In 1993, the London prisons community links project was set up with the aim of coordinating the voluntary organisations working in London prisons. In 1998 that project developed into a charity ─ Clinks. 20 years on and we can look back at everything that’s happened in that time with a real sense of pride. We do this knowing that, regardless of the changes that have happened, voluntary organisations supporting people in the criminal justice system in England and Wales have an essential role to play and Clinks needs to support them, so they can do it as best they can.
In this milestone year we’ve reached more people via our digital communications than ever before. We’ve increased our membership and reached out through networks and forums for organisations working in specific ways and with specific groups of people in need. We’ve provided opportunities for specialist organisations to influence policy including through the Reducing Reoffending Third Sector Advisory Group. We merged with Women’s Breakout to protect specific support for organisations focussed on the needs of women in the criminal justice system. And through the work we’ve done to support implementation of the Farmer and Lammy reviews we’ve continued to ensure that people who are marginalised in and by the system can have their voices heard and their needs advocated for.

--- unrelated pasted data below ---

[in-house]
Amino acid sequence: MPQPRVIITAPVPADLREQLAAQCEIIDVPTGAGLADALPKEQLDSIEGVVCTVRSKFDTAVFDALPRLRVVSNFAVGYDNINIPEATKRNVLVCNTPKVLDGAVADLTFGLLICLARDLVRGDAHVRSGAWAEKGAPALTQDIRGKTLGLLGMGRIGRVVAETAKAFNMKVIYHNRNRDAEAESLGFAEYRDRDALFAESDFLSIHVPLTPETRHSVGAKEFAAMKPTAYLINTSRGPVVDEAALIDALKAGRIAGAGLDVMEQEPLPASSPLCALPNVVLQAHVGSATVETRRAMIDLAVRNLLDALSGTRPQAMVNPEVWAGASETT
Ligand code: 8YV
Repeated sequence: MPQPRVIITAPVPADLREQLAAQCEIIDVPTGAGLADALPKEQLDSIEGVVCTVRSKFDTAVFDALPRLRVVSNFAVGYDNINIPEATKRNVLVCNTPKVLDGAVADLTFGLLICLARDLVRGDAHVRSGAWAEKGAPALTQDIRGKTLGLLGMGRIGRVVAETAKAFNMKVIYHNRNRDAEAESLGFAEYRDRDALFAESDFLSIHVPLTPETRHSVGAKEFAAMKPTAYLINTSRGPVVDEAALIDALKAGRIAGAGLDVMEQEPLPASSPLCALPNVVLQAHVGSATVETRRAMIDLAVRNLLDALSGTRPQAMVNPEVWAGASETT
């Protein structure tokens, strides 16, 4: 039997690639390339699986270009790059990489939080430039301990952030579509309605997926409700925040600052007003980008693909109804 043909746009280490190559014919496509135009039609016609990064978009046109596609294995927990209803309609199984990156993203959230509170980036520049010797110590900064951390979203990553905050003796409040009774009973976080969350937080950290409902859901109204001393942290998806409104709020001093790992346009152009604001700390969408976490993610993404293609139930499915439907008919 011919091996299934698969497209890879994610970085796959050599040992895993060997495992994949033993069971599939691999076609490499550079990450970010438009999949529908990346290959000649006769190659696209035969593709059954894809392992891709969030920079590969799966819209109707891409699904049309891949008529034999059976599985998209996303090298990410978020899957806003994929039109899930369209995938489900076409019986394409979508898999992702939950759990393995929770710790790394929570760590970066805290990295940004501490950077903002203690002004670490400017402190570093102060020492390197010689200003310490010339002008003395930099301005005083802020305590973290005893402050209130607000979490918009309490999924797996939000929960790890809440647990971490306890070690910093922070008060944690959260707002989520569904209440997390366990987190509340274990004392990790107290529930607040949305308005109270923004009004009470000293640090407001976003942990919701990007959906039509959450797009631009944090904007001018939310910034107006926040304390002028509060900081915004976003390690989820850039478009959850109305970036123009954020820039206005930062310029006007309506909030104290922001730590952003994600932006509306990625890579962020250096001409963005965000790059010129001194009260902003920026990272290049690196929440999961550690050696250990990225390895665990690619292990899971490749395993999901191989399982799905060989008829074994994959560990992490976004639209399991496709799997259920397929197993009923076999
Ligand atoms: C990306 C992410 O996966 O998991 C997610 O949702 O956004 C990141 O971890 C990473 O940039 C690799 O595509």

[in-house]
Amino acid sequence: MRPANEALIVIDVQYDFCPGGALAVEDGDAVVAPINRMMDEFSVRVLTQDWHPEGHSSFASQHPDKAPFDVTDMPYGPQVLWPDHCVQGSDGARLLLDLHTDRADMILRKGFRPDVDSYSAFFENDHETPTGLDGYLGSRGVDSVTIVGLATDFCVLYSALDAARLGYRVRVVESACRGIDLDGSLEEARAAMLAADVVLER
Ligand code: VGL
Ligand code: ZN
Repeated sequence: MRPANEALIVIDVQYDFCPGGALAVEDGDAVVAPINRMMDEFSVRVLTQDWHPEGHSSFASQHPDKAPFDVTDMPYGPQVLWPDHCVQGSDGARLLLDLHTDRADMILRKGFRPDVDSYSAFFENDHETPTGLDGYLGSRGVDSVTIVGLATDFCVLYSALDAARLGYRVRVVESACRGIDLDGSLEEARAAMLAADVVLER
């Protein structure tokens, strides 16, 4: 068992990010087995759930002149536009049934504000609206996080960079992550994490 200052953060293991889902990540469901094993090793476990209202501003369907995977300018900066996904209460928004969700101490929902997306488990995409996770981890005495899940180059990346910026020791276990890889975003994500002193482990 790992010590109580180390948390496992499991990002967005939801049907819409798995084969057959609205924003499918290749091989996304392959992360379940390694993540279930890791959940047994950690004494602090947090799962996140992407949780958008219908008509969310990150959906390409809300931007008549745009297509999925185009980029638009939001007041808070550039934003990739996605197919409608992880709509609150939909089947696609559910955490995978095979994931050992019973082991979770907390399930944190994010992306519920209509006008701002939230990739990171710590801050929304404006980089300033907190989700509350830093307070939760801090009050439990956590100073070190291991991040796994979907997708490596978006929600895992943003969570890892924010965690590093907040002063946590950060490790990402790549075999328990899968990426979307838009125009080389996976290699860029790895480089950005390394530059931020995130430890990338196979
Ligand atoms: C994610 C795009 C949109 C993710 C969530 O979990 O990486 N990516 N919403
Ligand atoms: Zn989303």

Our 20th birthday marks an opportunity to look back and acknowledge what has been achieved before moving purposefully forward with the launch of our strategy for 2019 – 2022 at our AGM, 7th November. We will be working with the voluntary sector and with partners to identify what we do well and where we might need to focus into the future. We do this firmly committed to always being relevant to a sector who is needed now as much as ever in its 200-year history.
In the next two weeks, leading up to our 20th birthday celebration at the AGM, we will take the opportunity to reflect on our achievements in the sector during the past 20 years, with contributions from our members, partners and supporters. We hope that you will join in and celebrate #Clinksat20 because we wouldn’t be here without you.
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We are extremely disappointed that the JCVI advice on phase 2 of the COVID vaccination programme does not prioritise people in prison and those who work with them, including voluntary sector staff and volunteers https://gov.uk/government/publications/priority-groups-for-phase-2-of-the-coronavirus-covid-19-vaccination-programme-advice-from-the-jcvi/jcvi-interim-statement-on-phase-2-of-the-covid-19-vaccination-programme